Uber has spent more on lobbyists in California than Facebook and Apple combined to fend off regulations aimed at the heart of its worldwide business model.
The San Francisco company’s lobbyists are pushing lawmakers to exempt its drivers from obtaining commercial licenses before they can ferry passengers. Uber Technologies Inc. and its biggest competitor, Lyft Inc., depend on drivers with personal licenses who use their own cars to pick up fares hailed through a smartphone app.
Uber has spent almost a million dollars since 2013 on lobbyists in California. Responsible for a million daily rides worldwide, the company is fighting from the Pacific to the Atlantic to derail efforts by regulators, lawmakers and the taxi industry to extend rules governing cabs to the nascent ride- sharing industry.
“They hired a whole fleet of lobbyists,” said Senator Jim Beall, a Democrat and chairman of the Transportation and Housing Committee who opposes the measure the company wants passed. “They’re all over the place. You see them prowling around the capitol building.”
New York Mayor Bill de Blasio last month dropped a proposal to cap Uber fleets after backlash from the company, its allies and Governor Andrew Cuomo, a fellow Democrat. In Nevada, company lobbyists in May persuaded lawmakers to let its drivers operate, including in the coveted Las Vegas market.
In the U.S., 54 cities and states have regulated and legitimized ride-sharing, Uber spokeswoman Eva Behrend said in an e-mailed statement. California is Uber’s first and biggest U.S. market. It began operating in San Francisco in 2010 and offered its widely used uberX ridesharing service in 2013, billed as “like a taxi — only quicker, cleaner and a little bit magical.”
State records show Uber paid $925,000 for lobbyists in California in the last two years. Facebook Inc. spent $412,000 and Apple Inc. paid $353,000 during that same time.
The push comes as the company is under fire from drivers who say they should be considered employees, not contractors, and from a lawsuit alleging the company does too little to ensure it doesn’t put criminals behind the wheel.
“California has been a leader and we will continue to collaborate with regulators and legislators to develop policies that protect consumers, deliver economic opportunity and benefit cities,” Behrend said.
The company last year hired David Plouffe, manager of President Barack Obama’s 2008 campaign, as chief adviser and board member. Plouffe gets celebrity treatment at the Sacramento capitol, with lawmakers stopping him to snap photos, said Gregg Cook, a lobbyist for the Greater California Livery Association, which represents limousine and bus companies.
“They’ve done a very good job in increasing their presence,” Cook said. “They’ve brought in hundreds of drivers. They bring them to public hearings in t-shirts. And they have rallies out in the state capitol grounds. So it’s a very effective strategy.”
Lyft, also based in San Francisco, has spent $362,000 on lobbying the legislature since 2013.
“A regulatory framework that encourages innovation is the reason we’ve been able to grow quickly,” spokeswoman Chelsea Wilson said in an e-mailed statement. “We’ll continue to work to educate policy makers in Sacramento.”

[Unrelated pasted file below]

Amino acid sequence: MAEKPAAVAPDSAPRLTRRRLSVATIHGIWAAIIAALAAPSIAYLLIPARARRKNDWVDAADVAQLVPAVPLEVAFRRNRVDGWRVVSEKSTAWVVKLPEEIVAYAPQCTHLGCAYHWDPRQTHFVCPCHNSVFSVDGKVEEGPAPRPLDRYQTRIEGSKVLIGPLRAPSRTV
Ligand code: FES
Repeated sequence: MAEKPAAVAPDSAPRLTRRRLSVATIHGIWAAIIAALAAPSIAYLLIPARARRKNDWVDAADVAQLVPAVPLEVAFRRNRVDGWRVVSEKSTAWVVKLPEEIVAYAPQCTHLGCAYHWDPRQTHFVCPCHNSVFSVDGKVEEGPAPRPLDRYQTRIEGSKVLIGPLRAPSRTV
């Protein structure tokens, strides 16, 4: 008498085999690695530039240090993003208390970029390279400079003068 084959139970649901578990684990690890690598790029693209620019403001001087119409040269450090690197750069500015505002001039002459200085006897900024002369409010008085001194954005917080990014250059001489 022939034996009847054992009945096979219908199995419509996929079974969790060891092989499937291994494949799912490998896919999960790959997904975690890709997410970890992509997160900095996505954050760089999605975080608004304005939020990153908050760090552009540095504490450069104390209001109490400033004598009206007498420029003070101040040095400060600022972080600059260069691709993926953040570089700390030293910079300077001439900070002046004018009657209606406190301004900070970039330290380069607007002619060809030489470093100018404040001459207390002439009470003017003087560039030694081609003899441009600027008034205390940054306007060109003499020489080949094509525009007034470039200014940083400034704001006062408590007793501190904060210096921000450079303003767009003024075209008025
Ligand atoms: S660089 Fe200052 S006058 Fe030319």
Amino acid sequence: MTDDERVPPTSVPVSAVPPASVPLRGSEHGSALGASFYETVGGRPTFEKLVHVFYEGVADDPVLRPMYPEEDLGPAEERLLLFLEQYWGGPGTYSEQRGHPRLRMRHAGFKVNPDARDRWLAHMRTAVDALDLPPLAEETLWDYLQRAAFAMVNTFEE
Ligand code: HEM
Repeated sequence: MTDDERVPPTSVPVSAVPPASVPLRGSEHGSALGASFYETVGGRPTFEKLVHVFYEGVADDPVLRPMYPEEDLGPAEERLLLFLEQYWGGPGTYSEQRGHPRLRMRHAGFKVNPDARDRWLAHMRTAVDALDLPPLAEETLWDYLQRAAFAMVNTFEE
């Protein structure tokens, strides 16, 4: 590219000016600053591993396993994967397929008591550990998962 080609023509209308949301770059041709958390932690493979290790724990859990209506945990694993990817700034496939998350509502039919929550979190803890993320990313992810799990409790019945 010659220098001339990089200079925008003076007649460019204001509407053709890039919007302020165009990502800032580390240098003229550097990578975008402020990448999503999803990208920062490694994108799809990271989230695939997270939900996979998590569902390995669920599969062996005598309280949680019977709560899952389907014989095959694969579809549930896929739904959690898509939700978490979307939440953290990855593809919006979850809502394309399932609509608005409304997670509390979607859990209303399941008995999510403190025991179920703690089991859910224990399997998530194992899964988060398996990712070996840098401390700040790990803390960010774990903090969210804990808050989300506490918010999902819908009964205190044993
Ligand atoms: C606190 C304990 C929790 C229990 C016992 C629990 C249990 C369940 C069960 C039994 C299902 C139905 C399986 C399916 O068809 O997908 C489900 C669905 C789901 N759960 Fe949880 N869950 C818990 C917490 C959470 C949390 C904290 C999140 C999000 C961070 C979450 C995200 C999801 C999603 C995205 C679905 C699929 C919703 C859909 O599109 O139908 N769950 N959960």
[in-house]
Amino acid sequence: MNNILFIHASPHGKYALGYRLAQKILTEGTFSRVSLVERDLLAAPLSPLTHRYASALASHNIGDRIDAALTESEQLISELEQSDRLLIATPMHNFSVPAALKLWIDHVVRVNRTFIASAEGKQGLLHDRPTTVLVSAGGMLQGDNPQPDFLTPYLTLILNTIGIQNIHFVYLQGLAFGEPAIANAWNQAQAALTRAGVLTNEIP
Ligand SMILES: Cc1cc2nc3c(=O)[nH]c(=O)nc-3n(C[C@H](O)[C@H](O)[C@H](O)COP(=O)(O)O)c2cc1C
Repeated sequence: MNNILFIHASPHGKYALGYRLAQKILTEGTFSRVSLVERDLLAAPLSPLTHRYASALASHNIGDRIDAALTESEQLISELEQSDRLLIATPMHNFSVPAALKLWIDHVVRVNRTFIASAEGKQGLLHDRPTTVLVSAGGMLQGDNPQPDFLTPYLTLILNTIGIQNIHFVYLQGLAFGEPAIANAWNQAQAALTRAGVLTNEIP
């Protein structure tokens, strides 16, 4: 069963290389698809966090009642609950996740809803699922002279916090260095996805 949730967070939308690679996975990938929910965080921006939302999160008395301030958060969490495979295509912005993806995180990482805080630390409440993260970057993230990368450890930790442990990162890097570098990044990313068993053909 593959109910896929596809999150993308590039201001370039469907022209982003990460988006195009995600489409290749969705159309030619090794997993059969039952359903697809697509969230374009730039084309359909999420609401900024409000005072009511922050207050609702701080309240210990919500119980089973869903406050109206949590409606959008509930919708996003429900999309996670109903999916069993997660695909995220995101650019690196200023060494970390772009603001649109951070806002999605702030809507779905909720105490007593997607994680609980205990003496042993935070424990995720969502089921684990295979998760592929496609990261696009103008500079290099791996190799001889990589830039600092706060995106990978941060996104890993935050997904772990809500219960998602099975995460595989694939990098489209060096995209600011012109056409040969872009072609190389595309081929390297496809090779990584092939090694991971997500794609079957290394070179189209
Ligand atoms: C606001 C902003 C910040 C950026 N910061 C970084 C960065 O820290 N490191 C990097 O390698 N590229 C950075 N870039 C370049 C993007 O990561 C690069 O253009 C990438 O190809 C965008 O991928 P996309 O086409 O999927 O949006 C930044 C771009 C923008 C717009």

Uber and Lyft are backing legislation that would let the companies charge split fares for shared rides and a bill that would exempt its drivers from having to get commercial license plates, which cost an additional $8 to $80 a year. Uber is also supporting a bill requiring the companies to participate in a Department of Motor Vehicles program to check driver records.
“When we looked at this, we talked to Lyft and Uber,” said Assemblyman Evan Low, a Democrat who introduced the licensing bill. “They did give insights on the language once drafted.”
Some lawmakers say Uber is skirting rules that apply to similar businesses.
“In California, we allow them to operate for free while we require many other businesses to pay for permits, franchising fees and licenses,” said Assemblyman Adrin Nazarian, the sole vote against Low’s measure in May. “It’s beyond ridiculous what they’re getting away with.”
Nazarian, a Democrat, proposed requiring ride-sharing company drivers to get background checks and drug testing.
“The bill was shelved because we didn’t have the votes, and we didn’t have the votes because Uber and Lyft spent a lot of time, energy and money lobbying against it,” said Dan Savage, Nazarian’s chief of staff.
Last year, Uber attacked when a bill setting insurance coverage requirements for drivers neared passage.
Company lobbyists had already prompted changes to the measure through months of talks with Assemblywoman Susan Bonilla, the bill’s author. Then, they changed course to oppose it, the lawmaker said in an interview.
They sent mailers to voters in a district where Bonilla was planning to seek a Senate seat, accusing her of “leaving consumers and entrepreneurs on the curb.”
“I was shocked,” said Bonilla, a Democrat. “It clearly was meant to pressure me and other legislators through intimidation, and no one appreciated it.”
The bill passed, and Bonilla lost the May election.
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